There is no career mode in The Golf Club. It instead uses a hand­i­cap sys­tem much like real golf. You are given a hand­i­cap rat­ing after you golf five rounds. You can then play rounds, tour­na­ments, or whole tours. Your hand­i­cap is applied to your gross score and the leader­board is based on your net score after your hand­i­cap is applied. This is a great way to even out the play­ing field and allow peo­ple of dif­fer­ent abil­i­ties to play together. Your abil­ity is not based on how long you play the game as in other career modes but rather your actual ability.

When play­ing a round, you have the option between play­ing alone, with local mul­ti­player guests, or with ghosts of Inter­net players.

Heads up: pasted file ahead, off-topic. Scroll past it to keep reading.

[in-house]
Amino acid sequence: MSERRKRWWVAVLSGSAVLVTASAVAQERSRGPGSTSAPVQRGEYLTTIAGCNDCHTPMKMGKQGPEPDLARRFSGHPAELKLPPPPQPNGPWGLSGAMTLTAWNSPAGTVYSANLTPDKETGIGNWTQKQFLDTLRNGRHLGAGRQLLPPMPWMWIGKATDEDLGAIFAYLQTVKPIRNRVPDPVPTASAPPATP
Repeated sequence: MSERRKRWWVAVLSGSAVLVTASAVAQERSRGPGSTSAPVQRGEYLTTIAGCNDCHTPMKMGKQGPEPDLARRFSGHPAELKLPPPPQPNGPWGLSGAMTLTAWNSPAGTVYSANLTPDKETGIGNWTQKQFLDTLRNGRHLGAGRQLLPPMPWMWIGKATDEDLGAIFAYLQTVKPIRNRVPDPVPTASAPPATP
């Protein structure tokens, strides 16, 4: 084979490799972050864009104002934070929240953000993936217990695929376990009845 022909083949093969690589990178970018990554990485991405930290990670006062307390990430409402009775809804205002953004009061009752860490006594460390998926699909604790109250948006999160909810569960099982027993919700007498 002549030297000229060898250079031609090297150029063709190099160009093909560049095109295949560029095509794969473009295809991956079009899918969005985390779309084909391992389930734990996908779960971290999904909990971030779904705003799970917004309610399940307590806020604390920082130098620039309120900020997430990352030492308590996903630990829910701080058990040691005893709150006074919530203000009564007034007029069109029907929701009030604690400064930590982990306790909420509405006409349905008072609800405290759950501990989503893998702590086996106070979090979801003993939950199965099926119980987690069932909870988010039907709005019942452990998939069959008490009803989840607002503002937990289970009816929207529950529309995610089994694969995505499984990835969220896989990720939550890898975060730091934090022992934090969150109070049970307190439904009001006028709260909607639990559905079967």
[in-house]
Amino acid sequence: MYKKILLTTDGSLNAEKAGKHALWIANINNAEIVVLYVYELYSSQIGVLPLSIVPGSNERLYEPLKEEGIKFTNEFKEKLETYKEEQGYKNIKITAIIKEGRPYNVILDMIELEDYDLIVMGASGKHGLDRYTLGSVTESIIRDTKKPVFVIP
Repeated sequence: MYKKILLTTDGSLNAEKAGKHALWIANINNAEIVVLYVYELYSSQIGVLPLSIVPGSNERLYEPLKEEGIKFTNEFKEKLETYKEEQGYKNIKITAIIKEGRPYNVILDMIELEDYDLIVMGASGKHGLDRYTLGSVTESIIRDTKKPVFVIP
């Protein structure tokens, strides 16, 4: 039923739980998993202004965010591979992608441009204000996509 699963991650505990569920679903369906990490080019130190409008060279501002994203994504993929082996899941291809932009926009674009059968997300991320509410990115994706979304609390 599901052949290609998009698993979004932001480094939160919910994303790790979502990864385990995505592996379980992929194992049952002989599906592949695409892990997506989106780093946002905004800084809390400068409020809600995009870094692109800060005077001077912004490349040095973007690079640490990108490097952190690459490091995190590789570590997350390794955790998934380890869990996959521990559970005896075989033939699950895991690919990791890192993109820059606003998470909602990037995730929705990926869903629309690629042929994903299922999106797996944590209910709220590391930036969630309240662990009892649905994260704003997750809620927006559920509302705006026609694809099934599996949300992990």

Here’s where the only glar­ing weak­ness of The Golf Club shows up. There is no way for mul­ti­ple local Xbox accounts to log into the game and play against each other in the same round. It would be great for up to 4 local play­ers to play together under their own accounts. Instead, each addi­tional local player is merely a guest of the Xbox account logged in.

Play­ing against Inter­net ghosts is a very enjoy­able way to play. Ghosts are recently recorded rounds of other real play­ers. You don’t wait for these play­ers to shoot, rather you see their shots and ball trails as you play. Their scores after each shot are updated and you can see how you stack up to them as the round progresses.